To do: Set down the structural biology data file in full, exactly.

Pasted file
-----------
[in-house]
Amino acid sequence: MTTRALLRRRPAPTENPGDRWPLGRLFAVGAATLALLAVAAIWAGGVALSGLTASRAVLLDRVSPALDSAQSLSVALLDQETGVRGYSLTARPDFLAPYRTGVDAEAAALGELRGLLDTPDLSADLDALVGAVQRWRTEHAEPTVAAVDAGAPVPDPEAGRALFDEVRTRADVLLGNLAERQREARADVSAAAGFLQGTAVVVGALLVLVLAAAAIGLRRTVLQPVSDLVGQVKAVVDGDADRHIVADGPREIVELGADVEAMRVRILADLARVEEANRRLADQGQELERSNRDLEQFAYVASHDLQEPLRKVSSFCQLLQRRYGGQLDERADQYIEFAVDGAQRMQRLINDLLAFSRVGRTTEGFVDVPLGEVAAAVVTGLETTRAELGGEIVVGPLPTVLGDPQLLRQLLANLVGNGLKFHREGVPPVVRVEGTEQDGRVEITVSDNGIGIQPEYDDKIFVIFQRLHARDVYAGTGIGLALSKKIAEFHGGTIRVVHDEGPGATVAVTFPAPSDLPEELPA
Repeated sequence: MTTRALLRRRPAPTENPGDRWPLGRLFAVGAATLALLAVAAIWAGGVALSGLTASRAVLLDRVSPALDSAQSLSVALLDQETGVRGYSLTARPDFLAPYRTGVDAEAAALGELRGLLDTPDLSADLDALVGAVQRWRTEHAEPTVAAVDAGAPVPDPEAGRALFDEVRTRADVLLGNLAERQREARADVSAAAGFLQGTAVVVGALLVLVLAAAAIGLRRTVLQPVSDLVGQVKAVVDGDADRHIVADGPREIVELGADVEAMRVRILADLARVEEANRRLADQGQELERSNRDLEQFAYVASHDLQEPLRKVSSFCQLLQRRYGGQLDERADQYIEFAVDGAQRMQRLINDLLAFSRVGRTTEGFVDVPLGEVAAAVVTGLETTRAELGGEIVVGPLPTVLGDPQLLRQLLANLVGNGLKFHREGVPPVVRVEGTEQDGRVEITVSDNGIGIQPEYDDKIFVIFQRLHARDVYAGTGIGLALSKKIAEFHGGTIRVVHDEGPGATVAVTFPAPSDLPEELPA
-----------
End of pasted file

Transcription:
[in-house]
Amino acid sequence: MTTRALLRRRPAPTENPGDRWPLGRLFAVGAATLALLAVAAIWAGGVALSGLTASRAVLLDRVSPALDSAQSLSVALLDQETGVRGYSLTARPDFLAPYRTGVDAEAAALGELRGLLDTPDLSADLDALVGAVQRWRTEHAEPTVAAVDAGAPVPDPEAGRALFDEVRTRADVLLGNLAERQREARADVSAAAGFLQGTAVVVGALLVLVLAAAAIGLRRTVLQPVSDLVGQVKAVVDGDADRHIVADGPREIVELGADVEAMRVRILADLARVEEANRRLADQGQELERSNRDLEQFAYVASHDLQEPLRKVSSFCQLLQRRYGGQLDERADQYIEFAVDGAQRMQRLINDLLAFSRVGRTTEGFVDVPLGEVAAAVVTGLETTRAELGGEIVVGPLPTVLGDPQLLRQLLANLVGNGLKFHREGVPPVVRVEGTEQDGRVEITVSDNGIGIQPEYDDKIFVIFQRLHARDVYAGTGIGLALSKKIAEFHGGTIRVVHDEGPGATVAVTFPAPSDLPEELPA
Repeated sequence: MTTRALLRRRPAPTENPGDRWPLGRLFAVGAATLALLAVAAIWAGGVALSGLTASRAVLLDRVSPALDSAQSLSVALLDQETGVRGYSLTARPDFLAPYRTGVDAEAAALGELRGLLDTPDLSADLDALVGAVQRWRTEHAEPTVAAVDAGAPVPDPEAGRALFDEVRTRADVLLGNLAERQREARADVSAAAGFLQGTAVVVGALLVLVLAAAAIGLRRTVLQPVSDLVGQVKAVVDGDADRHIVADGPREIVELGADVEAMRVRILADLARVEEANRRLADQGQELERSNRDLEQFAYVASHDLQEPLRKVSSFCQLLQRRYGGQLDERADQYIEFAVDGAQRMQRLINDLLAFSRVGRTTEGFVDVPLGEVAAAVVTGLETTRAELGGEIVVGPLPTVLGDPQLLRQLLANLVGNGLKFHREGVPPVVRVEGTEQDGRVEITVSDNGIGIQPEYDDKIFVIFQRLHARDVYAGTGIGLALSKKIAEFHGGTIRVVHDEGPGATVAVTFPAPSDLPEELPA